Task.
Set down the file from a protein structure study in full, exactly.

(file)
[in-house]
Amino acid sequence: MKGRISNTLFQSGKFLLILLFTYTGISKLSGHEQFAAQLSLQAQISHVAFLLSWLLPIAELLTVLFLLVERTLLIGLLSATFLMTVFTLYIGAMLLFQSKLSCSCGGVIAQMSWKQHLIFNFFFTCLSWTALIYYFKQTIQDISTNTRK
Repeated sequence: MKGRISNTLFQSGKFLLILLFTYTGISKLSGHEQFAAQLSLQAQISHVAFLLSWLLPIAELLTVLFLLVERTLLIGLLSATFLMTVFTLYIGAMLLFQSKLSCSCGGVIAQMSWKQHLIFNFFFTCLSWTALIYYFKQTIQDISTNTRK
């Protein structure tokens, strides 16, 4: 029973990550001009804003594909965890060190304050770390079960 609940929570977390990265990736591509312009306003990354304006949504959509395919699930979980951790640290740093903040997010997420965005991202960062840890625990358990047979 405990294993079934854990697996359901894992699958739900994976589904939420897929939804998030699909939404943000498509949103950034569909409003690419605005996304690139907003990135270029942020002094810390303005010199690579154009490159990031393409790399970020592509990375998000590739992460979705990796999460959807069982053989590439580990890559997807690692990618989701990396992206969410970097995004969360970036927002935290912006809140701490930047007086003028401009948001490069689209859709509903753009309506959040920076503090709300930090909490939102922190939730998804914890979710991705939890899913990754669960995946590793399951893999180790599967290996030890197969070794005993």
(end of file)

[in-house]
Amino acid sequence: MKGRISNTLFQSGKFLLILLFTYTGISKLSGHEQFAAQLSLQAQISHVAFLLSWLLPIAELLTVLFLLVERTLLIGLLSATFLMTVFTLYIGAMLLFQSKLSCSCGGVIAQMSWKQHLIFNFFFTCLSWTALIYYFKQTIQDISTNTRK
Repeated sequence: MKGRISNTLFQSGKFLLILLFTYTGISKLSGHEQFAAQLSLQAQISHVAFLLSWLLPIAELLTVLFLLVERTLLIGLLSATFLMTVFTLYIGAMLLFQSKLSCSCGGVIAQMSWKQHLIFNFFFTCLSWTALIYYFKQTIQDISTNTRK
């Protein structure tokens, strides 16, 4: 029973990550001009804003594909965890060190304050770390079960 609940929570977390990265990736591509312009306003990354304006949504959509395919699930979980951790640290740093903040997010997420965005991202960062840890625990358990047979 405990294993079934854990697996359901894992699958739900994976589904939420897929939804998030699909939404943000498509949103950034569909409003690419605005996304690139907003990135270029942020002094810390303005010199690579154009490159990031393409790399970020592509990375998000590739992460979705990796999460959807069982053989590439580990890559997807690692990618989701990396992206969410970097995004969360970036927002935290912006809140701490930047007086003028401009948001490069689209859709509903753009309506959040920076503090709300930090909490939102922190939730998804914890979710991705939890899913990754669960995946590793399951893999180790599967290996030890197969070794005993």